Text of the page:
Discussion in 'General Parenting' started by Lila256, Oct 28, 2017.

  1. Lila256

    Lila256 Member

    I have been lurking around for the last couple days, but I wanted to properly introduce myself and my situation. I’m still not entirely sure why I am posting this, other than some deep need to share this experience with a group of people who won’t gasp and look at me like I have three heads. It’s so difficult when you are going through this because people around you have such a hard time dealing with your reality, even if they have the best of intentions, that to some degree it becomes this thing that you don’t even really know how to talk about it anymore beyond the inevitable fight in front of you. I apologize in advance if this becomes a book in length or I start rambling. It feels like the emotions from it all are finally hitting me this week.

    For the last five years, I have been helping my partner raise his extraordinarily difficult son. I have been a peer counselor for vulnerable women for almost 20 years, and have helped many people through difficult situations, but I still don’t think I had any idea what I was really getting myself into with this one. At first, we suspected that his son was dealing with potentially mild autism and a history of abuse, neglect and overexposure from his mother (to what degree we are still not entirely sure because he protects her). He was having many of the issues I have seen many of you talking about with your children – stealing, constant lying, manipulating, refusal to follow rules, screaming, fighting with other children, refusal to cooperate in school, etc. People would regularly describe him as “evil” (in a nonreligious kind of way). Additionally, he was having bizarre issues like painting with feces in “the scary place” (his closet), defecating under his bed, saving bottles of urine and blood (from a chronically bloody nose that he eventually had surgery on), etc.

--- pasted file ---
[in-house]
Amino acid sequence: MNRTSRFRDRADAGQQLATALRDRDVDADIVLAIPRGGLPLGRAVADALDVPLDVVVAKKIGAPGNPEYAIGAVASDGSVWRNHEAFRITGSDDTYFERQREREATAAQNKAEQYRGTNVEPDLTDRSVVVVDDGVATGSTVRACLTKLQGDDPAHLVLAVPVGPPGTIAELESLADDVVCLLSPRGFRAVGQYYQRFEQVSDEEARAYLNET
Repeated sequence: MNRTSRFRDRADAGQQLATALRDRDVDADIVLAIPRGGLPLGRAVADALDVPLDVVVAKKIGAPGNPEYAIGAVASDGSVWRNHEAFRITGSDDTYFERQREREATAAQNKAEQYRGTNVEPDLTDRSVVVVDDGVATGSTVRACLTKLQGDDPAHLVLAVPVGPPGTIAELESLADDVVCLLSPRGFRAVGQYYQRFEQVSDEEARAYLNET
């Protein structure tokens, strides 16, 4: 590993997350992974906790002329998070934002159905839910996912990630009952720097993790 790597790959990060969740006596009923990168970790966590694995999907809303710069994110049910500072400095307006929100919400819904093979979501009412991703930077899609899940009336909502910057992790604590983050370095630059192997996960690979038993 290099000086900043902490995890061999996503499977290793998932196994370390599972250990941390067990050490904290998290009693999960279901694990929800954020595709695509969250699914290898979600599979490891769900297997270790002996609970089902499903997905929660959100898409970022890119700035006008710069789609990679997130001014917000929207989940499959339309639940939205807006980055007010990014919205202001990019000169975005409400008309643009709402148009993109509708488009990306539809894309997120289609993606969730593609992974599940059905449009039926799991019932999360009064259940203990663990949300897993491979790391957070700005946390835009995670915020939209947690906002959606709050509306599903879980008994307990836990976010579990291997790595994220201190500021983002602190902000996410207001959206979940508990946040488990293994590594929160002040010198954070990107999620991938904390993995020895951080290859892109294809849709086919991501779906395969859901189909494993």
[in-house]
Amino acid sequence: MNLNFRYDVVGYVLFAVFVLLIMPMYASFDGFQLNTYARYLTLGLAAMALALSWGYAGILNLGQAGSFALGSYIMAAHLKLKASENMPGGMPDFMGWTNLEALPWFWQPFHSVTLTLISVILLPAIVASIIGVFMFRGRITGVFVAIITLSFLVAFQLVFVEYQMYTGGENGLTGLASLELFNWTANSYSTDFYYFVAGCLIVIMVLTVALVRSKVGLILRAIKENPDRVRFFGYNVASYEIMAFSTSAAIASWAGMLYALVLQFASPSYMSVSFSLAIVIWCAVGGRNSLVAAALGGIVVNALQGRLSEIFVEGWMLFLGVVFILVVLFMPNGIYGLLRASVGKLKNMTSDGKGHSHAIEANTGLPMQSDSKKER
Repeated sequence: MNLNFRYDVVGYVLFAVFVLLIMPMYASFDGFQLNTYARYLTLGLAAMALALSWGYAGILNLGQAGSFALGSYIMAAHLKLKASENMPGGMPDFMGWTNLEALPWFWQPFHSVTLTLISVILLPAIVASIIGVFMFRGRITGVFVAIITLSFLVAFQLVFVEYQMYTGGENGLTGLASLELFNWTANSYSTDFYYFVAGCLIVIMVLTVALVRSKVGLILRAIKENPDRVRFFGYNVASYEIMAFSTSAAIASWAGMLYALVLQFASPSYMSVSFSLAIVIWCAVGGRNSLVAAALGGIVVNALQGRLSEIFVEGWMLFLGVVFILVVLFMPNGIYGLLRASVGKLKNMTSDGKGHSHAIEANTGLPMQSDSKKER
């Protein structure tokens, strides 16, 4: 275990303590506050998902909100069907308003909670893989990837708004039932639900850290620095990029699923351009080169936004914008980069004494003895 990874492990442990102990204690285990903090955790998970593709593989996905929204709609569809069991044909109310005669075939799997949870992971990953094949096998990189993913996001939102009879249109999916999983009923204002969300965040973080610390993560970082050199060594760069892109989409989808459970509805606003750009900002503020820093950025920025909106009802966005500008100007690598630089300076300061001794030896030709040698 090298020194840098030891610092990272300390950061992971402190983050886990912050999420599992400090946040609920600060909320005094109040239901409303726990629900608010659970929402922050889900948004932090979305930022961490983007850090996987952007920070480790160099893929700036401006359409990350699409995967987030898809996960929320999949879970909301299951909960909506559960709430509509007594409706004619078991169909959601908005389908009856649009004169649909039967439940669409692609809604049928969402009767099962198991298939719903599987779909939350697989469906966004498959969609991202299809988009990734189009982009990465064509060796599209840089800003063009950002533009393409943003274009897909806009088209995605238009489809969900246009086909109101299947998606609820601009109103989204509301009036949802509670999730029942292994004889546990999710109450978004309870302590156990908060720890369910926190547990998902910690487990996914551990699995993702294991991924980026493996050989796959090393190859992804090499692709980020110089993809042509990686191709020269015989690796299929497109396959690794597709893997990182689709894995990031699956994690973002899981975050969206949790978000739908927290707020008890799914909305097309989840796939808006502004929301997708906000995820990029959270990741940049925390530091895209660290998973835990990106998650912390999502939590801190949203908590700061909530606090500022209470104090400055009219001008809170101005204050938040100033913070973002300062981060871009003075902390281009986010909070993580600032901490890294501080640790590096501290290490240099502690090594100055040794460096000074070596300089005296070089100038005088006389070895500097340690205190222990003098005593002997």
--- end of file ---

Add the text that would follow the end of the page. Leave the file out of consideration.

Thankfully most of those particular bizarre issues went away with time, though we could never quite get him to clean himself after he went to the restroom. However, we eventually found out he was abusing my cat (and had a history of abusing his bio mom’s dogs), and he started to become violent and extremely manipulative towards everyone around him. He was constantly making aggressive motions towards his teachers (“shooting” them with his fingers, etc.) and they became terrified of him. He had no concept of appropriate boundaries with authority figures at all. He was eventually put into an observational program within the school district to assess the situation after he stole my 9 inch kitchen knife and brought it to school, and was then transferred to a specialty school that specifically deals with kids from the local psychiatric hospital as a day student. While there, he assaulted the principal and multiple teachers. He broke his hand punching the wall, and continued assaulting teachers with his cast.